Mom, are we poor?

A child's view of the recession

By Michael Smith (Veshengro)

child_poverty_sepia Now, when I was a child we were poor and we were on the road but, then again, I am of Gypsy stock. Shoes and even clothes were at a premium and as to toys, well, what toys. That's probably why I am a pack rat now.

On the positive note, however, I wish to say that the poverty of ours was something that did teach me the value of things and of money. Waste not want not was always a motto that I still adhere to this day.

We knew as kids that we could not afford this or that and that was it. We did not whine and beg for things that could not be afforded and, in addition to that, many of those things would just not have been practical on the road.

“Mom, are we poor?” is not a quote from a Dickensian novel but it is a question that is in the mind of and even spoken out by children in many places in Britain today. Poverty, not that it ever went away, is back and in some cases back with a vengeance and that simply because it hits people who have never experienced having little or nothing.

Research have been conducted by looking at the recession through a child’s eyes and has revealed that many children in Britain have become very aware of the 'R' word, and this is beginning to impact on the next generation of shopper and their behavior.

“Mom, are we poor?” is what mums and dads up and down the country are starting to hear from their children and it has been found that the recession is really starting to hit home with the younger members of the family.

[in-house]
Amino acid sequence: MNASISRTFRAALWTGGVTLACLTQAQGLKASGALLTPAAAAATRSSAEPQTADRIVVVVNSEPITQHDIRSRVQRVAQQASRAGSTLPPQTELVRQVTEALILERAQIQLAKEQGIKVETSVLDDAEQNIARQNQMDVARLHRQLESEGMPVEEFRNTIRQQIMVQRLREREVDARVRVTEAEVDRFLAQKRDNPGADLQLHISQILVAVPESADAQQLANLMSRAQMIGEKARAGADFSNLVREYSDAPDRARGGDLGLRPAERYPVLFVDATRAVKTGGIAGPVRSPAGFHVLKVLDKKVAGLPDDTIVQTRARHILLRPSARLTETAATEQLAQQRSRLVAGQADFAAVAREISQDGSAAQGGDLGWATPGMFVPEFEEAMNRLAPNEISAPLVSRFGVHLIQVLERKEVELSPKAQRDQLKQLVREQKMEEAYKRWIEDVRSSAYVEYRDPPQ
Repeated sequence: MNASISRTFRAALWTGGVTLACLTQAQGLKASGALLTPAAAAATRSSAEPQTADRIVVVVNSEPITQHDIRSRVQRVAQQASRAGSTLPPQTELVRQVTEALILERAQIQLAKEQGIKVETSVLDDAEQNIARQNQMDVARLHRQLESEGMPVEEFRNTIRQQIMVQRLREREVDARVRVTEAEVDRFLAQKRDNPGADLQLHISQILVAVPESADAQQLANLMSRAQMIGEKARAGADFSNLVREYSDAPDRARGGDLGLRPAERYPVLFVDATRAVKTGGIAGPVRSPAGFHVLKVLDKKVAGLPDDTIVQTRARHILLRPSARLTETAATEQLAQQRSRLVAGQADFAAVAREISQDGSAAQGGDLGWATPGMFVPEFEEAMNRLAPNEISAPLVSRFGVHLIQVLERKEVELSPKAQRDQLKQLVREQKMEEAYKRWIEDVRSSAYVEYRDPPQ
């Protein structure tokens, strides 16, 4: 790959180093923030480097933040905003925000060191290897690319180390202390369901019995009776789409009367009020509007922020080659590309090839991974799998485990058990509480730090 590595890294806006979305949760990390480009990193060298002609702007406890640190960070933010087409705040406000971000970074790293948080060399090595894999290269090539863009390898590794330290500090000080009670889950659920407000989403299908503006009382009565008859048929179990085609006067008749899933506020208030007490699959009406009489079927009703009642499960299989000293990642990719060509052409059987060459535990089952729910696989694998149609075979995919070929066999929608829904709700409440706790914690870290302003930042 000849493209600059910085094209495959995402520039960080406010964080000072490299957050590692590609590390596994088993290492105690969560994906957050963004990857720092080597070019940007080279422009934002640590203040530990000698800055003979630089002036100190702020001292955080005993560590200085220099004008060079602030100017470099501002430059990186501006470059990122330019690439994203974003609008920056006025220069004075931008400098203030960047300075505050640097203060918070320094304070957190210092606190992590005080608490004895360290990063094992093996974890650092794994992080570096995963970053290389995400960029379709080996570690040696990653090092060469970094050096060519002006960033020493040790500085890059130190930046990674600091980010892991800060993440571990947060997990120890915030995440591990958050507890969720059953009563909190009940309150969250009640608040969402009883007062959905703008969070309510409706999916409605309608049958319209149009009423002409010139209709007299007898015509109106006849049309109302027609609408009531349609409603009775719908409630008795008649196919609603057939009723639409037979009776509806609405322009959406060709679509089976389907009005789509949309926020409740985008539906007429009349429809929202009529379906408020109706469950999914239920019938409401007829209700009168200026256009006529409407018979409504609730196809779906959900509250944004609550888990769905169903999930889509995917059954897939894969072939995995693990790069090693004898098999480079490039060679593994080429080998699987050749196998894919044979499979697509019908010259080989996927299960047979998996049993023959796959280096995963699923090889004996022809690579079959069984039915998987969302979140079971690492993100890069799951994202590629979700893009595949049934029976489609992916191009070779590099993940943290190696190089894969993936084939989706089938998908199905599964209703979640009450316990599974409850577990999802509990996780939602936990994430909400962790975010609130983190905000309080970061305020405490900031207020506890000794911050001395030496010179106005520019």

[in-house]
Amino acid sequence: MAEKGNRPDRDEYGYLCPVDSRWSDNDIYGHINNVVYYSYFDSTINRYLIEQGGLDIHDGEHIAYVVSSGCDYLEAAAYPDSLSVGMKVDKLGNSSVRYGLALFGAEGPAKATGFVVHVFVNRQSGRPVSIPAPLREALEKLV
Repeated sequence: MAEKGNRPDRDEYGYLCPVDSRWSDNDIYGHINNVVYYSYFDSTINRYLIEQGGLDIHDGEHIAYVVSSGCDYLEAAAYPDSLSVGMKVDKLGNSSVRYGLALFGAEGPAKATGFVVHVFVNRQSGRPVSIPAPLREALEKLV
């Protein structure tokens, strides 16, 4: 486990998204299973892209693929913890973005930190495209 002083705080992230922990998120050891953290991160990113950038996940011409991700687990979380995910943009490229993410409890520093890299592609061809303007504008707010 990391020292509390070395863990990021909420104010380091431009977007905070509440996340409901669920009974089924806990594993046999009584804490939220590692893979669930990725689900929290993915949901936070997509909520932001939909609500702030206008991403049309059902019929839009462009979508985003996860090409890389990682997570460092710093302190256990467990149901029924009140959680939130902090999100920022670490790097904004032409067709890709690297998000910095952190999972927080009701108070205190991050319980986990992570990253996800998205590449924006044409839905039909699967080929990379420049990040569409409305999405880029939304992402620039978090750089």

Around 71% of junior school children understood the term credit crunch which is not really surprising in this age of pervasive media and it will also come as a no surprise that children are fully aware of the economic crisis that surrounds them. What is interesting, however, is how parents are reacting to this. They are clearly divided into two camps; those who want to protect and those who see the opportunity to educate.

I would suggest that protecting their little darlings – sorry for my sarcasm – from reality is futile and a very bad idea. First of the kids will become suspicious of things when things are being hidden from them and second they will realize something is up anyway and that may make them rather worried. Be open with them and teach them to live within the means available and teach them also to save.

Parents, and here especially mothers, who want to protect their children tend to see their role as one of preserving childhood innocence, shielding them from the harsh realities of the outside world. They are making lots of personal sacrifices in order that they can still give their kids everything they feel they deserve, which is the entire wrong approach. It will not help the kids to come to terms with reality.

Some mothers (and fathers) make sacrifices so that their children can go to their regular ice skating competitions and make it to the latest school trip, so that the children do not realize that, actually, they can no longer afford to send their kids to all those things.

But children must learn to face realities in the same way as adults must, for they will be adults one day and if they have had everything given to them all the time they will never learn the value of money and the value of things.